By the end of the forth week of gestation, four well-defined pairs of pharingeal arches are externally visible in the neck region of the human embryo. The first two of these, the mandibular and hyoid arches, are important contributors to external ear development. During the fifth gestational week, nodular swellings of tissue known as the hillocks of his appear on the first and second pharingeal arches. Six such hillocks , three on either side of the first pharingeal cleft, can be distinguished. Most investigators believe that the auricle is formed by growth, differentiation and fusion of these six tissue condensation. During the initial stages of its development, the auricleis located in the general area of the neck, behind the lower jaw, but by the 20th week of gestation it has moved upward to attain its adult location and overal configuration. In a 4-5 years old child, the auricle is about 80 percent adult size. It reaches full adult size by approximately 9 years of age.
Early childhood is the most and rapid period of development in a human life. The years from conceptions through birth to eight years of age critical to the complete and healty cognitive, emotional and physical growth of children.
A Child’s brain develops in response to both genes and the environtment. It is the interaction between the genes and the environtment that really shape the developing brain, a dance between biology and experience.While the gene provide the initial map for development, it is the experiences and relationships babies and children have every day that literally shape their brains. Families have an extremely important ongoing influence on children’s development. The community and service environtments in which children and families interact also play a key role in supporting optimal development.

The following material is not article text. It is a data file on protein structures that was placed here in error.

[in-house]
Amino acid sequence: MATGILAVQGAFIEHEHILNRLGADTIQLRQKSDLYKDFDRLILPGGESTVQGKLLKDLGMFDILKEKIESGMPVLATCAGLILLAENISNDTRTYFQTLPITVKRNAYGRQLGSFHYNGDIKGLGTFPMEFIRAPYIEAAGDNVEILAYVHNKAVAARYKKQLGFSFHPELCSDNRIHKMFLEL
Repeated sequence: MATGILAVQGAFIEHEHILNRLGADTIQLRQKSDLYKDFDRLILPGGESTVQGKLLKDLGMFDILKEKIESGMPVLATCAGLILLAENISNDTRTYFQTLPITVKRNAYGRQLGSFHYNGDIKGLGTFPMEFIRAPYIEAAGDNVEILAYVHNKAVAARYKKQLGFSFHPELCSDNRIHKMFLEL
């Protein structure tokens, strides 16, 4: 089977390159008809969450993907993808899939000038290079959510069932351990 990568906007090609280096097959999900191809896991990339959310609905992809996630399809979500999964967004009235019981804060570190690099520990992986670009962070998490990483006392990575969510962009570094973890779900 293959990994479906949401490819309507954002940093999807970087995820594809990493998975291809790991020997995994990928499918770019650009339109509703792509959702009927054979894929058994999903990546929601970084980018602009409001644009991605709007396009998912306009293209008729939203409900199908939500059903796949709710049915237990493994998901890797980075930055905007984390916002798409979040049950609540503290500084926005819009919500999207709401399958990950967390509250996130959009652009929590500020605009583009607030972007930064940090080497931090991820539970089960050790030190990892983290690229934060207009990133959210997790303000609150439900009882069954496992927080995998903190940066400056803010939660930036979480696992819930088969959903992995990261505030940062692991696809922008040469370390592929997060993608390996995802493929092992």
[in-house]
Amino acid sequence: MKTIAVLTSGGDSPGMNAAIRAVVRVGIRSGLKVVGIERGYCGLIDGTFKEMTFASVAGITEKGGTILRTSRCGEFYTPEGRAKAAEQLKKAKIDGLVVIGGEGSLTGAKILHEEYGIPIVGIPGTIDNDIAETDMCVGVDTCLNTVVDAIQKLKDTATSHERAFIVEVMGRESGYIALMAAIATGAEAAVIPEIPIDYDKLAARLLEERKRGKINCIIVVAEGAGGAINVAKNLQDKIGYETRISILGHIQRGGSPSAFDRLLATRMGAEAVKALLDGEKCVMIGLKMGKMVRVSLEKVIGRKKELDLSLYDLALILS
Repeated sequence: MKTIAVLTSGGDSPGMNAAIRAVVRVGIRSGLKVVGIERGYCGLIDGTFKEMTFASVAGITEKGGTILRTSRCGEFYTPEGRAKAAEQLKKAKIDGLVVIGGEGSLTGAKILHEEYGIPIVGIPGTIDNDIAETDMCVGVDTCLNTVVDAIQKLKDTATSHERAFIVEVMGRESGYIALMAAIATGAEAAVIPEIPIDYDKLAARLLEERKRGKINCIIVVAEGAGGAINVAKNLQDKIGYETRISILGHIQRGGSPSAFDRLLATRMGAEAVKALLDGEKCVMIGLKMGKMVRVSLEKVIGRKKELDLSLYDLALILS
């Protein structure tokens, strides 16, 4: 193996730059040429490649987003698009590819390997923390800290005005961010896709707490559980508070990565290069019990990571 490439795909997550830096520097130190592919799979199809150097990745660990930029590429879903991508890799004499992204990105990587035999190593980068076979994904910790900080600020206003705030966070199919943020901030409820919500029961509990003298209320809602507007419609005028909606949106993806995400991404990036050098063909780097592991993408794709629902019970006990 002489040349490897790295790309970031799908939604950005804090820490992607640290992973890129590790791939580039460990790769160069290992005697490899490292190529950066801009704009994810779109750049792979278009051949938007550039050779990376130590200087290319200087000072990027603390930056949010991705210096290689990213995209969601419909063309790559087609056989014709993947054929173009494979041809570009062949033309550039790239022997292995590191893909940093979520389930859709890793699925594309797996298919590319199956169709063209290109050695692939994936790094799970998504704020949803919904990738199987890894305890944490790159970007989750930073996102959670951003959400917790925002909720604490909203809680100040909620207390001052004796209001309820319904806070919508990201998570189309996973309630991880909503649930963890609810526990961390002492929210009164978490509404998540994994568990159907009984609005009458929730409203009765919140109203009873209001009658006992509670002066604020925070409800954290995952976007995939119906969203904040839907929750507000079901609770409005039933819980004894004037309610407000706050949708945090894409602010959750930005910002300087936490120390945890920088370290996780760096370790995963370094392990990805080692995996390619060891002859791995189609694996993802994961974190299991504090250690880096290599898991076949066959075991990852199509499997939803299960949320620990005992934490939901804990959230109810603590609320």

The rapid development of children’s brains begin in the prenatal stage and continous after birth. Although cell formation is virtually complete before birth, a new born baby has about a 100 billion brain cells, brain maturation, and important neural pathway and connections are progressively developed after birth in early childhood. Therefore, early childhood is a period in development where environtment actually has important impact on determaining how the brain and the central nervous system grows and develops, Environtment affects not only the number of the brain cells and the number of connections among them but also the way these connections are “wired”. The process of eliminating excess neurons and synapses from the dense, immature brain, which continues well into adolescence, is most dramatic in the early yeras of life, and it is guided to large extent by the child’s sensory experience of the outside world. Scientific evidence suggest that if the brain doesn’t receive the appropriate stimulation during this criticalwindow, it is very difficult for the brain to rewire itself at a later time.